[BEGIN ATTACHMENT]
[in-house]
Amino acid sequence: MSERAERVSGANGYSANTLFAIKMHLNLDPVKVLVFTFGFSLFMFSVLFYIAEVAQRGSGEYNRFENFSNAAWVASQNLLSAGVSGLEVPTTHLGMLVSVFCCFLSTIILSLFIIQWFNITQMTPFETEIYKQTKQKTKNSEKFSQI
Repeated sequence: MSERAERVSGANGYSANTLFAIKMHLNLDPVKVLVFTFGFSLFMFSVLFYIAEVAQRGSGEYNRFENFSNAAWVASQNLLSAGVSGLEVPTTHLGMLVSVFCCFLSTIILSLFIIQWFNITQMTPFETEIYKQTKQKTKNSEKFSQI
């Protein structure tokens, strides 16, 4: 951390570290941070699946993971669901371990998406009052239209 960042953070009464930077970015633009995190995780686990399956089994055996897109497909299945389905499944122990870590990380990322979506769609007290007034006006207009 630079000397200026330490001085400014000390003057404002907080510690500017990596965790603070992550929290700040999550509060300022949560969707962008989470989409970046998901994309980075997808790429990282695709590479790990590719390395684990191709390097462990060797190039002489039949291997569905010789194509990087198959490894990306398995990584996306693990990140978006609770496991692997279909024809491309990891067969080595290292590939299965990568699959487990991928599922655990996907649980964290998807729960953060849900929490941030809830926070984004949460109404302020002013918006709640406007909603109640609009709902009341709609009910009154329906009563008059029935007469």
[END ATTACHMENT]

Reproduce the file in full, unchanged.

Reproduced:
[in-house]
Amino acid sequence: MSERAERVSGANGYSANTLFAIKMHLNLDPVKVLVFTFGFSLFMFSVLFYIAEVAQRGSGEYNRFENFSNAAWVASQNLLSAGVSGLEVPTTHLGMLVSVFCCFLSTIILSLFIIQWFNITQMTPFETEIYKQTKQKTKNSEKFSQI
Repeated sequence: MSERAERVSGANGYSANTLFAIKMHLNLDPVKVLVFTFGFSLFMFSVLFYIAEVAQRGSGEYNRFENFSNAAWVASQNLLSAGVSGLEVPTTHLGMLVSVFCCFLSTIILSLFIIQWFNITQMTPFETEIYKQTKQKTKNSEKFSQI
């Protein structure tokens, strides 16, 4: 951390570290941070699946993971669901371990998406009052239209 960042953070009464930077970015633009995190995780686990399956089994055996897109497909299945389905499944122990870590990380990322979506769609007290007034006006207009 630079000397200026330490001085400014000390003057404002907080510690500017990596965790603070992550929290700040999550509060300022949560969707962008989470989409970046998901994309980075997808790429990282695709590479790990590719390395684990191709390097462990060797190039002489039949291997569905010789194509990087198959490894990306398995990584996306693990990140978006609770496991692997279909024809491309990891067969080595290292590939299965990568699959487990991928599922655990996907649980964290998807729960953060849900929490941030809830926070984004949460109404302020002013918006709640406007909603109640609009709902009341709609009910009154329906009563008059029935007469």